Silicon Valley may be wising up to the threat of Islamist terror, but it is simultaneously funding the ideology that spurs this violence – and won't stop doing so.
The Silicon Valley Community Foundation (SVCF) is the nation's largest community foundation, with assets of over $8 billion. Its corporate partners comprise a list of some of the nation's most recognizable companies. Its biggest donations include $1.5 billion from Mark Zuckerberg; $500 million from Nick Woodman, CEO of GoPro; and $556 million from Jan Koum, founder of WhatsApp.This staggering amount of money helps do virtuous work – from millions of dollars for college scholarships to helping end the Ebola crisis in West Africa. But some of SVCF's grants are problematic.
Two recipients of its largesse are the Council on American-Islamic Relations(CAIR) and Islamic Relief, both Islamist organizations with a long history of promoting anti-Semitism, homophobia, misogyny and anti-Western hatred. Extremist clerics given platforms by these organizations include Siraj Wahhaj, who advocates killing adulterers; Hussain Kamani, who justifies sex slavery; and Nouman Ali Khan, who calls for prostitutes and pornographic workers to be flogged.
Since 2008, the SVCF has made eight donations totaling $330,524 to these two groups. Consequently, five congressmen, led by Representative Gosar (R-AZ), have now written to SVCF, citing CAIR and Islamic Relief's extremist links, noting their designation as terrorist organizations in the United Arab Emirates, and concluding:
SVCF claims to be a 'champion of diversity and inclusion,' yet ignores Islamic Relief USA's and CAIR's long history of antisemitism, misogyny, and radicalism. It is inconceivable to us as elected representatives of the American people that SVCF and its donors continue to be associated with such remarks and actions. We urge SVCF to commit immediately to end all donations to these groups. We are confident that there are other organizations worthy of support which better reflect our shared values of religious liberty and tolerance.
Separately, 17 moderate Muslim leaders and activists have also written to SVCF, urging the foundation to stop their subsidy of Islamist organizations. The letter, published at stopsvcfhate.com, explains that such funding serves to help Islamists "demoralize Muslims who want to break away from the system of thought Islamism has set up. They make it systematically harder for Muslims to be part of the solution in carving a new Muslim identity that acculturates and challenges extremism from within."
The lead author of the letter, Shireen Qudosi, director of Muslim Matters, at America Matters, said: "By funding non-violent Islamists like CAIR and IR, community foundations may mean well but they are disempowering moderate Muslims and giving legitimacy and support to the extremists. CAIR and IR regularly give platforms to preachers whose rhetoric is extremely similar to that expressed by Musa Jibril, the imam who inspired at least one of the London attackers."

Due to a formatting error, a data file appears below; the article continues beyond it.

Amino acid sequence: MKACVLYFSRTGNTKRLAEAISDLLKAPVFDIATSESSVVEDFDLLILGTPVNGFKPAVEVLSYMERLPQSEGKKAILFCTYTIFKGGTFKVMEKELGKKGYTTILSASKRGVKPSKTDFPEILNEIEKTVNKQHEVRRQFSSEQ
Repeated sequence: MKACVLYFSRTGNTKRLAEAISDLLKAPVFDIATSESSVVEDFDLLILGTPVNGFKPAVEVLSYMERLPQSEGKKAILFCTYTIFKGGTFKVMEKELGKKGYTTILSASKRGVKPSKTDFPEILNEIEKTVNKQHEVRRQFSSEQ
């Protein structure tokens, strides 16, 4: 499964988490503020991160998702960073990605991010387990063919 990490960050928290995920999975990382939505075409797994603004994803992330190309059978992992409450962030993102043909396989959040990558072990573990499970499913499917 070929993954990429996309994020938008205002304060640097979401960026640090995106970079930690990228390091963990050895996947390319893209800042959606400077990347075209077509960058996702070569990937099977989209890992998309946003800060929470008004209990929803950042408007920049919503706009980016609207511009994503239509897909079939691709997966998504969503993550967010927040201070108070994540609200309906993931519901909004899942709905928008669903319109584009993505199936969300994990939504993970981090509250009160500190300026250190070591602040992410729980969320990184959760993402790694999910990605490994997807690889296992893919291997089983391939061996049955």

SVCF's own donors are as problematic as its grantees. In 2015, SVCF received$500,000 from the International Institute of Islamic Thought (IIIT), an organization also linked to Islamist extremism. In 2002, federal agents raided IIIT's offices amid concerns that it was funding Hamas and Palestinian Islamic Jihad. And according to testimony offered by the Washington Institute for Near East Policy to a Senate subcommittee, "Tarik Hamdi, an IIIT employee, personally provided bin Laden with the battery for the satellite phone prosecutors at the New York trial of the East Africa Embassy bombers described as 'the phone bin Laden and other will use to carry out their war against the United States.'"
The link between the lawful Islamism of groups such as CAIR and Islamic Relief, and the Islamist terrorism that murders innocents in American and European cities is well-understood. In 2011, the then-British Prime Minister David Cameron told the Munich security conference:
As evidence emerges about the backgrounds of those convicted of terrorist offences, it is clear that many of them were initially influenced by what some have called 'non-violent extremists', and they then took those radical beliefs to the next level by embracing violence. ... Some organisations that seek to present themselves as a gateway to the Muslim community are showered with public money despite doing little to combat extremism. As others have observed, this is like turning to a right-wing fascist party to fight a violent white supremacist movement.
If Silicon Valley really wants to help Muslims, it will stop funding the networks that underpin Islamist terror. Microsoft, Twitter, Facebook and YouTube have recently promised to remove terrorist content from their websites. Censoring terrorist content on social media may look good on paper, but it will do little to tackle the totalitarian ideas that have taken over Muslim community organizations. Funding these ideas is utter madness.
Join our nation's elected representatives and moderate Muslim activists in persuading SVCF to stop subsidizing hate. Sign our petition, and tell the SVCF directly that they are making a terrible mistake.
Sam Westrop is director of Islamist Watch, a project of the Middle East Forum